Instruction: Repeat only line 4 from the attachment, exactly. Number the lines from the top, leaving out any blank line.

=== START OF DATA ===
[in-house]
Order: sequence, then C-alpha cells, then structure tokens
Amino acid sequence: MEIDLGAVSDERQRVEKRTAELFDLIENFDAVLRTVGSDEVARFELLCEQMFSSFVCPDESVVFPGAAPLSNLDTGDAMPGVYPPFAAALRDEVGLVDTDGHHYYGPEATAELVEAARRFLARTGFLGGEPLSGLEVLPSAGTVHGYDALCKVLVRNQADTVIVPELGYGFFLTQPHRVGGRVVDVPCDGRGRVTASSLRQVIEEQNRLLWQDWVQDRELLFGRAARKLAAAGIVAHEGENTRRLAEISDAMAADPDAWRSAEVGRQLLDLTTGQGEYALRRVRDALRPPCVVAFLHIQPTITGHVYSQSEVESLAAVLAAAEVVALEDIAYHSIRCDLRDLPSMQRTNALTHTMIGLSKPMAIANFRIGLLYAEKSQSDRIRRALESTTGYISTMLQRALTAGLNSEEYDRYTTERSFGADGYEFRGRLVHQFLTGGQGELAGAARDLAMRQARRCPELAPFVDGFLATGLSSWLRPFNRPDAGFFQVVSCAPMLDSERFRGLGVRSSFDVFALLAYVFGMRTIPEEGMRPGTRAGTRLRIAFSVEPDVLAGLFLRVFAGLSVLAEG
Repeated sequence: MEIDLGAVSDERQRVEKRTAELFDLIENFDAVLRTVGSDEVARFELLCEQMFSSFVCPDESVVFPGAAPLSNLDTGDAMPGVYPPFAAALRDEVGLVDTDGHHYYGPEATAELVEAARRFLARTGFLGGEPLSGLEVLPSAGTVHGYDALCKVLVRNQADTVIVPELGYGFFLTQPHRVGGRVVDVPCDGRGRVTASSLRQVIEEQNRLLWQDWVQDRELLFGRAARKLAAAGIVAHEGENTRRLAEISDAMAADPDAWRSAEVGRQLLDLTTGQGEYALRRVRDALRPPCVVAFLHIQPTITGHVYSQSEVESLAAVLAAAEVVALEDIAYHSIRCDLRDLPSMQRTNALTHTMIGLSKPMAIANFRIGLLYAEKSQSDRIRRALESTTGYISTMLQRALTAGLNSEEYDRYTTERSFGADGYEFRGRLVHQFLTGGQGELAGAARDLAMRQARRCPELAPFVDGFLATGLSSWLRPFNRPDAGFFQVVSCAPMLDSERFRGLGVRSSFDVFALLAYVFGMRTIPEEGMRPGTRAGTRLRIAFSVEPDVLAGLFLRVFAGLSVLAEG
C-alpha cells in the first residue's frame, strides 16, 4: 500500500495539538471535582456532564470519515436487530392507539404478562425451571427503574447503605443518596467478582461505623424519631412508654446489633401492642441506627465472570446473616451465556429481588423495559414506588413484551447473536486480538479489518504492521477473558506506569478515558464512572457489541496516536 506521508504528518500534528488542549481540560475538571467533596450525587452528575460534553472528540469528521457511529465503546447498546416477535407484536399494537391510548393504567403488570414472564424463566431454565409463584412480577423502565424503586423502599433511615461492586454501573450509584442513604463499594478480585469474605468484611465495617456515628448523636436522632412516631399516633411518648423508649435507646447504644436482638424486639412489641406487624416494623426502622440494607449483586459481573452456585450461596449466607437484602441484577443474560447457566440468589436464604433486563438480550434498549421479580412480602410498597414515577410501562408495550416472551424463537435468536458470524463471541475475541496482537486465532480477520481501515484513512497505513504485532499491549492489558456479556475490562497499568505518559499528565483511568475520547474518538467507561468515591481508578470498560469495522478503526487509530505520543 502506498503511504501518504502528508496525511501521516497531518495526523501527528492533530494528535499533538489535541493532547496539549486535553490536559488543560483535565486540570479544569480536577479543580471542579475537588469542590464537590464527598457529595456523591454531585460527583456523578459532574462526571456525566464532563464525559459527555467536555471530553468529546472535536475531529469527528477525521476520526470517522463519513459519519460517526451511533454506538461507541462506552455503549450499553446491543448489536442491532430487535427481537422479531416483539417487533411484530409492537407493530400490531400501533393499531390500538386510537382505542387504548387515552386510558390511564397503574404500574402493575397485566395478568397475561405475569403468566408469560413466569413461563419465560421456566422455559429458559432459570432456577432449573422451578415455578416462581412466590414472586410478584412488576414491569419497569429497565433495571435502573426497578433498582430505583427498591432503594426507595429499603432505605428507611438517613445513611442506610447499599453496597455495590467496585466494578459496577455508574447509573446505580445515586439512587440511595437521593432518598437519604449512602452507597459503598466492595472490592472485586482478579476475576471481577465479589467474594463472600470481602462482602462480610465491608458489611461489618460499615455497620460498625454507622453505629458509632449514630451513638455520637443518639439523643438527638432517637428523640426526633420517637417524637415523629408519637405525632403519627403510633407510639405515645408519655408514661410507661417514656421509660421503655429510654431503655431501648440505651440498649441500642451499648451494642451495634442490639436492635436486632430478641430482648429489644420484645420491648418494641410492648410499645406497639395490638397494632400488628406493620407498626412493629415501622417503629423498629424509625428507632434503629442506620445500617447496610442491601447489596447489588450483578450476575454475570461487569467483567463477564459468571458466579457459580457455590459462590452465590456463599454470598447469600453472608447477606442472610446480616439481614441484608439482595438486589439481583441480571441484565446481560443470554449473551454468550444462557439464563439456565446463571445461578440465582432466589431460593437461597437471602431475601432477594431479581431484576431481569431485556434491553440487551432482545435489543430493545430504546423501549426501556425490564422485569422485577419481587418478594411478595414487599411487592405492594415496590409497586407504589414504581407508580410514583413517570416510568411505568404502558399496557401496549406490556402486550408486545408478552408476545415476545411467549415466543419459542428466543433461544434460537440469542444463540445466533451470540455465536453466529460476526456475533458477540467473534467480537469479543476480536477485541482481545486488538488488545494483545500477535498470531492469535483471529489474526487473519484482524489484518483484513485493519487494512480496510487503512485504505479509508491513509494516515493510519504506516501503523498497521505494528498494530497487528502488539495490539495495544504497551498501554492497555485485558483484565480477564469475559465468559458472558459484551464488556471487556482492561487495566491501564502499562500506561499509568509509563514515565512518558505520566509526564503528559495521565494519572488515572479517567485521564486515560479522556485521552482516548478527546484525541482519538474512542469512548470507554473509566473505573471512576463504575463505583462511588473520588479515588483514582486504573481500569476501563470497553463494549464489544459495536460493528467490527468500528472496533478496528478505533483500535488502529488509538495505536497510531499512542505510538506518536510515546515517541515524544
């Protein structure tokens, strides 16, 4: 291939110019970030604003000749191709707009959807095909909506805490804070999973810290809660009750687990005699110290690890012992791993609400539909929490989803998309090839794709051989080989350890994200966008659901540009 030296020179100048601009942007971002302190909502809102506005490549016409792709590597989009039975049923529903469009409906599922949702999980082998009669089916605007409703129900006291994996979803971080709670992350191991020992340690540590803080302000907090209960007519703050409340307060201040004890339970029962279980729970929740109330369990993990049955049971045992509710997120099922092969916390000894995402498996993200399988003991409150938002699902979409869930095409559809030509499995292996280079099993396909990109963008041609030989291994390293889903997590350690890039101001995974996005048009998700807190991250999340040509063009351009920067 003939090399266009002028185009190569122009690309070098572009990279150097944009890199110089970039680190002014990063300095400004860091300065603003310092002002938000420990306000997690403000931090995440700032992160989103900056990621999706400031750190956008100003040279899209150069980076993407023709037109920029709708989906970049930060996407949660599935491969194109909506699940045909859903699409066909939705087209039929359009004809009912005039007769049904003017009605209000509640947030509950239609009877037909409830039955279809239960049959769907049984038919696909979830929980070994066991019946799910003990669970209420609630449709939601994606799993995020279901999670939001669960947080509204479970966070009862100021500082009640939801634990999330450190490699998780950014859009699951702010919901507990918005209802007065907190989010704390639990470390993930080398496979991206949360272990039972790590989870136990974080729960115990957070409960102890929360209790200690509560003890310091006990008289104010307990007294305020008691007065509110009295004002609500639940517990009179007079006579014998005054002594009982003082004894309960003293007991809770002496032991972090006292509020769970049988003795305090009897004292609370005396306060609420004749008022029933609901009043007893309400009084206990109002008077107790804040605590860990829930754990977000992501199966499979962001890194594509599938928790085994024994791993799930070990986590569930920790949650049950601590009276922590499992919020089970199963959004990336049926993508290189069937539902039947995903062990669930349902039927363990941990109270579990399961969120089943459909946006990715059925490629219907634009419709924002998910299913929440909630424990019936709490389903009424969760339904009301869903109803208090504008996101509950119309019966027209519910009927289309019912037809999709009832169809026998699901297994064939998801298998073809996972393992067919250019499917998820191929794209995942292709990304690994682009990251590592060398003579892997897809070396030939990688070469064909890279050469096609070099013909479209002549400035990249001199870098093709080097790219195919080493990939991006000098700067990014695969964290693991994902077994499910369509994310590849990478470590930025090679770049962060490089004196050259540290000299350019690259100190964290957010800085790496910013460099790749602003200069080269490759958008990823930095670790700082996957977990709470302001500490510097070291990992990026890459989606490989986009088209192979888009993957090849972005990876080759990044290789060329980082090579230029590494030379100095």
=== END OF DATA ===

Repeated sequence: MEIDLGAVSDERQRVEKRTAELFDLIENFDAVLRTVGSDEVARFELLCEQMFSSFVCPDESVVFPGAAPLSNLDTGDAMPGVYPPFAAALRDEVGLVDTDGHHYYGPEATAELVEAARRFLARTGFLGGEPLSGLEVLPSAGTVHGYDALCKVLVRNQADTVIVPELGYGFFLTQPHRVGGRVVDVPCDGRGRVTASSLRQVIEEQNRLLWQDWVQDRELLFGRAARKLAAAGIVAHEGENTRRLAEISDAMAADPDAWRSAEVGRQLLDLTTGQGEYALRRVRDALRPPCVVAFLHIQPTITGHVYSQSEVESLAAVLAAAEVVALEDIAYHSIRCDLRDLPSMQRTNALTHTMIGLSKPMAIANFRIGLLYAEKSQSDRIRRALESTTGYISTMLQRALTAGLNSEEYDRYTTERSFGADGYEFRGRLVHQFLTGGQGELAGAARDLAMRQARRCPELAPFVDGFLATGLSSWLRPFNRPDAGFFQVVSCAPMLDSERFRGLGVRSSFDVFALLAYVFGMRTIPEEGMRPGTRAGTRLRIAFSVEPDVLAGLFLRVFAGLSVLAEG